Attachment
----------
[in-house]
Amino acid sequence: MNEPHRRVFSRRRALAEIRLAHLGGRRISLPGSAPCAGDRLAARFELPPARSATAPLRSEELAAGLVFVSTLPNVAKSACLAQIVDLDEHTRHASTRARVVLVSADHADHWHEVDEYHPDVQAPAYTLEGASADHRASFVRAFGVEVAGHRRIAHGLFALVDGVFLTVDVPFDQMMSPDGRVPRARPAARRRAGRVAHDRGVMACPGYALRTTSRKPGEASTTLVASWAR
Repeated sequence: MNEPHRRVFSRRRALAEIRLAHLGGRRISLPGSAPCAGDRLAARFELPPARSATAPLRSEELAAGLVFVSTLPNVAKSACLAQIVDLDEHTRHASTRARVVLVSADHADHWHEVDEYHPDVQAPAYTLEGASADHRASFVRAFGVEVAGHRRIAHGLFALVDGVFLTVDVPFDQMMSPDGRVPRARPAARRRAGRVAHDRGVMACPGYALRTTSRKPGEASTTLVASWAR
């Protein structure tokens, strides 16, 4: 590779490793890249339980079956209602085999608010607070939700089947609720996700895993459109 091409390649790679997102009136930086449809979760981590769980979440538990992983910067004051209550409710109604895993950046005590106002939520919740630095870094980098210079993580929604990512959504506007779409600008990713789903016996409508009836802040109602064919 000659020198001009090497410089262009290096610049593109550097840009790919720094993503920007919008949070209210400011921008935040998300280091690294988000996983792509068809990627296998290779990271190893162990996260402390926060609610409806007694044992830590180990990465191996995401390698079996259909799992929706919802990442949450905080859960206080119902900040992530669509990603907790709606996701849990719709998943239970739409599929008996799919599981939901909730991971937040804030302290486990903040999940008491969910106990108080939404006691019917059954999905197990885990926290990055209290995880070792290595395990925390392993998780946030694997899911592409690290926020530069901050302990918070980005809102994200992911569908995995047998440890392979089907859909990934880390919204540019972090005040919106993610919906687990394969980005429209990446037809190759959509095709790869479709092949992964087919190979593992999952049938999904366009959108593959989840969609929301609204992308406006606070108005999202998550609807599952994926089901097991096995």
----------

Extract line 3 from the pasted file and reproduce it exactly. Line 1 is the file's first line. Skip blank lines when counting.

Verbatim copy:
Repeated sequence: MNEPHRRVFSRRRALAEIRLAHLGGRRISLPGSAPCAGDRLAARFELPPARSATAPLRSEELAAGLVFVSTLPNVAKSACLAQIVDLDEHTRHASTRARVVLVSADHADHWHEVDEYHPDVQAPAYTLEGASADHRASFVRAFGVEVAGHRRIAHGLFALVDGVFLTVDVPFDQMMSPDGRVPRARPAARRRAGRVAHDRGVMACPGYALRTTSRKPGEASTTLVASWAR